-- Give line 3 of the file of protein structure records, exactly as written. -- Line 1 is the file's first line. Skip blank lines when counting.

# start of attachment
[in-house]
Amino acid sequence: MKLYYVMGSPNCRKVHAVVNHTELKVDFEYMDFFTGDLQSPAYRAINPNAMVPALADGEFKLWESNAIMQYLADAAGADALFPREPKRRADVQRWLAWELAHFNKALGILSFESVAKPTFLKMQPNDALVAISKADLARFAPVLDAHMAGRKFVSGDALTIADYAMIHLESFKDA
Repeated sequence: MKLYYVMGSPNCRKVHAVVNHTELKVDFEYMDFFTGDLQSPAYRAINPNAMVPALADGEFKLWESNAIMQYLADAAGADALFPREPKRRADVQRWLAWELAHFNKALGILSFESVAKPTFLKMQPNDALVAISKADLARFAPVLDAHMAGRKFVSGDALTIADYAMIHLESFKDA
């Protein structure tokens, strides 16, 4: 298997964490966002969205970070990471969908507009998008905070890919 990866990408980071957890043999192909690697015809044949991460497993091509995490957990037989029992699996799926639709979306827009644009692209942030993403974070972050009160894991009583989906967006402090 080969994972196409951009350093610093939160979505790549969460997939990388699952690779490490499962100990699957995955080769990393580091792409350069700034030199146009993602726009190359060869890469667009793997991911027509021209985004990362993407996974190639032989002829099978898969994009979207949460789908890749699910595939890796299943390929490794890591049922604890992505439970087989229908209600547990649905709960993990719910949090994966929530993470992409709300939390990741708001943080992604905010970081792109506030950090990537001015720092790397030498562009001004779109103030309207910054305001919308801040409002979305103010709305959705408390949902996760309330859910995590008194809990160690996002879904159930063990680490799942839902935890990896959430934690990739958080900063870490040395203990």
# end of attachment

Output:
Repeated sequence: MKLYYVMGSPNCRKVHAVVNHTELKVDFEYMDFFTGDLQSPAYRAINPNAMVPALADGEFKLWESNAIMQYLADAAGADALFPREPKRRADVQRWLAWELAHFNKALGILSFESVAKPTFLKMQPNDALVAISKADLARFAPVLDAHMAGRKFVSGDALTIADYAMIHLESFKDA